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A crash course in gratitude for busy families

It’s that time of year again: When you need to remember to be thankful. You know you should be working on teaching your kids the importance of gratitude all year — and you try, really you do — but let’s face it, it’s more of a crash course each fall. And that’s OK. There are some very efficient and fun ways to express thanks.

Hang it

Artist and mother Rebecca Peragine has created modern, eco-friendly and culturally diverse wall art, wall cards and posters, full of whimsy, designed to help children learn compassion for our earth and all who inhabit it. It takes no time at all to hang one of the Children Inspire Design prints with messages such as: Say Please and Thank you or Love Your Family and it will remind your child this Thanksgiving and all year round the importance of being grateful for what she has.

Use your phone to App-reciate what you have

We live in a digital age, so why not give a digital thanks? It takes only a matter of minutes to download the Happy Tapper Gratitude Journal app to your phone, then only a few more for you and your little one to come up with just five reasons to be thankful that day. Truth be told, your child will be more motivated to participate because it involves your iPad or iPhone, but the message she learns will be no less important.

Pin it

Log on to Pinterest, type in the word gratitude or thankful and scroll through hundreds of inspirational quotes like these:

  • When life gets sour sweeten it with gratitude
  • There is always, always something to be thankful for
  • Feeling gratitude and not expressing it is like wrapping a gift and not giving it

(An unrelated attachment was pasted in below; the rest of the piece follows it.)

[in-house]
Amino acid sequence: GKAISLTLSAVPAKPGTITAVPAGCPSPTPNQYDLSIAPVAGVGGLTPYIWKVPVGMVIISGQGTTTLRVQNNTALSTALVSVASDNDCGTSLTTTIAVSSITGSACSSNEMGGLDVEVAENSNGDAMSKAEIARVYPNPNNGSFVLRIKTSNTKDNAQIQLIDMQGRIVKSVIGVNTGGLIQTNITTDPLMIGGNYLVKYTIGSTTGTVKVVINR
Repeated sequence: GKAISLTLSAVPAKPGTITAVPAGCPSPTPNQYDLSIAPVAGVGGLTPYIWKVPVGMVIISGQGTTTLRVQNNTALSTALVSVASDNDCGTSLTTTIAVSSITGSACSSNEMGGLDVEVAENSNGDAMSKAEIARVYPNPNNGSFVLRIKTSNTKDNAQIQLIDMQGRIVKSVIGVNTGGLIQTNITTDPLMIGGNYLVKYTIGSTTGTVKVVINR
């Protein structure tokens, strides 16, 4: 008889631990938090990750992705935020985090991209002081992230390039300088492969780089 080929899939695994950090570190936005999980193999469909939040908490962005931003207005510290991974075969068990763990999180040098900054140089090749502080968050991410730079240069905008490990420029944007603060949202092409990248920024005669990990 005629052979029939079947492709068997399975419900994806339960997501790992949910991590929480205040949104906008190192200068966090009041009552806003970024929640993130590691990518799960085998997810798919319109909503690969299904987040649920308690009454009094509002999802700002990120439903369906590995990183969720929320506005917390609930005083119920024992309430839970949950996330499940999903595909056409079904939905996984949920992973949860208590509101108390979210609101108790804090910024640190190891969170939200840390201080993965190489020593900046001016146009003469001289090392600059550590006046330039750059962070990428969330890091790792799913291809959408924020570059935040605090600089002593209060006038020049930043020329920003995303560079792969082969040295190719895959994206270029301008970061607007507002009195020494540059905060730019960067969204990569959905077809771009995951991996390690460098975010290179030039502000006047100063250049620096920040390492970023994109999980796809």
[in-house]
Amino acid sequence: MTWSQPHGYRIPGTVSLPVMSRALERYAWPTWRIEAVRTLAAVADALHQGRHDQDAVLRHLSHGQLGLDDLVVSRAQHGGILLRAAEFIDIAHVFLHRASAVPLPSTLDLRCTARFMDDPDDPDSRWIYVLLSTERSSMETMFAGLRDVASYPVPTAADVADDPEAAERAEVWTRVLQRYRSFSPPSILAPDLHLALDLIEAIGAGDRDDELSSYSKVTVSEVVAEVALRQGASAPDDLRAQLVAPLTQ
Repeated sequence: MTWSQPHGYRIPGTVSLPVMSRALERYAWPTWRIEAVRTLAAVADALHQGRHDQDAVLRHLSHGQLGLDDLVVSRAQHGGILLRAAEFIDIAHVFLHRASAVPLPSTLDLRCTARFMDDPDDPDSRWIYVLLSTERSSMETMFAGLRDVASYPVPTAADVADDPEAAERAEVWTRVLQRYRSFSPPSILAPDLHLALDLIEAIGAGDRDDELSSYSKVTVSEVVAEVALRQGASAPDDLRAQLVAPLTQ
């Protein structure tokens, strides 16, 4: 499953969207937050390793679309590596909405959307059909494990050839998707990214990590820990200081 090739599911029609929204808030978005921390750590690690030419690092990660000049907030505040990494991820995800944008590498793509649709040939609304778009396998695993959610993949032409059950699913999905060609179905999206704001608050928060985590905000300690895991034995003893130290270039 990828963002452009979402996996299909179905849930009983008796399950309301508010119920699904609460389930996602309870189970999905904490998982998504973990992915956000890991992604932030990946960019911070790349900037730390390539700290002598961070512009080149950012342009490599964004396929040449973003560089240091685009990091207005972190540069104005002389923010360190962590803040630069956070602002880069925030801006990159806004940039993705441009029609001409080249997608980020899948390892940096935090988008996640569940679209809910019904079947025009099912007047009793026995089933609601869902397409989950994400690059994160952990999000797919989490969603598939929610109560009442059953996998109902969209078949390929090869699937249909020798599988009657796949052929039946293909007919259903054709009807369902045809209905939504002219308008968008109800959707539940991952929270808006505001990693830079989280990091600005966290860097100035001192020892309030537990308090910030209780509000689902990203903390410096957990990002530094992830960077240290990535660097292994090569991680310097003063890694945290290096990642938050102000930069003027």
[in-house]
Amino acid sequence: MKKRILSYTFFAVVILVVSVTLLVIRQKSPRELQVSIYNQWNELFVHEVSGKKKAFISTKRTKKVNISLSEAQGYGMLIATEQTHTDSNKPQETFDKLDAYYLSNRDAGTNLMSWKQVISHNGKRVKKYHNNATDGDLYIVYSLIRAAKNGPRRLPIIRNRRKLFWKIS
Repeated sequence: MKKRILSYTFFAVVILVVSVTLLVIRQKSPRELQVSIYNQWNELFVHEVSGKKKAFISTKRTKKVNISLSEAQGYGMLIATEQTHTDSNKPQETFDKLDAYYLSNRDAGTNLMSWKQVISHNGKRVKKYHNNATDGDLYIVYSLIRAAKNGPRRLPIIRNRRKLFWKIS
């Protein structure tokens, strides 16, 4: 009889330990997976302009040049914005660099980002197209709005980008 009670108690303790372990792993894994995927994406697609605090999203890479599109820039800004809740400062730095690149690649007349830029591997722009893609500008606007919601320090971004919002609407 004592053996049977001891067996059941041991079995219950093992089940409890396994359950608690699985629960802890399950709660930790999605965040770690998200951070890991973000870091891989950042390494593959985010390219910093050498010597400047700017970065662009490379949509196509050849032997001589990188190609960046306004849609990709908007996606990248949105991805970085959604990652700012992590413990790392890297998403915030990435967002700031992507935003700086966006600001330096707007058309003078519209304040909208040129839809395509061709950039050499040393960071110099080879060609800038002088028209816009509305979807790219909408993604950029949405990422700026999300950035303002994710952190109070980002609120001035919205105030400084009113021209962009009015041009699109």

Have the kids help you pick which messages to pin to your board and let it inspire a discussion of what message they’d write and want to see pinned to someone’s board. Tip: If you have a few extra minutes, grab a cork board and a piece of paper and have your child write his own message and pin it.


How long does it take to write these words: I’m thankful for you because you are kind to your classmates? Ten, maybe 15 seconds? Surely you can find a minute each day to write your child a note of gratitude, then hide it in an unexpected place for him to find. Put a note in his lunch, attach it to his homework, stick it on his toothbrush. Through your words of love and thanks, he’ll learn the importance of gratitude. And who knows, he might also be inspired to leave one for Mom.

Practicing gratitude: Note cards and joy >>

Fill in the blank

Grab a large piece of poster board, a calendar, a chalkboard (or any other creative place you can think of) and write: Today I am thankful for ________. Each day, have your child fill in that blank with something or someone he appreciates.

Tip: Remind him he doesn’t have to fill in that blank with heavy duty ideas like freedom or democracy (although those are, of course, important things). He can be grateful for anything — peanut butter and jelly sandwiches or Mommy’s kisses. You can do this with your child any time of day that’s convenient and at the end of every month, you can reflect back on what was written.

More on gratitude

Practicing gratitude: Name that tune
Practicing gratitude: A healthy reminder
Practicing gratitude: Best books on gratitude

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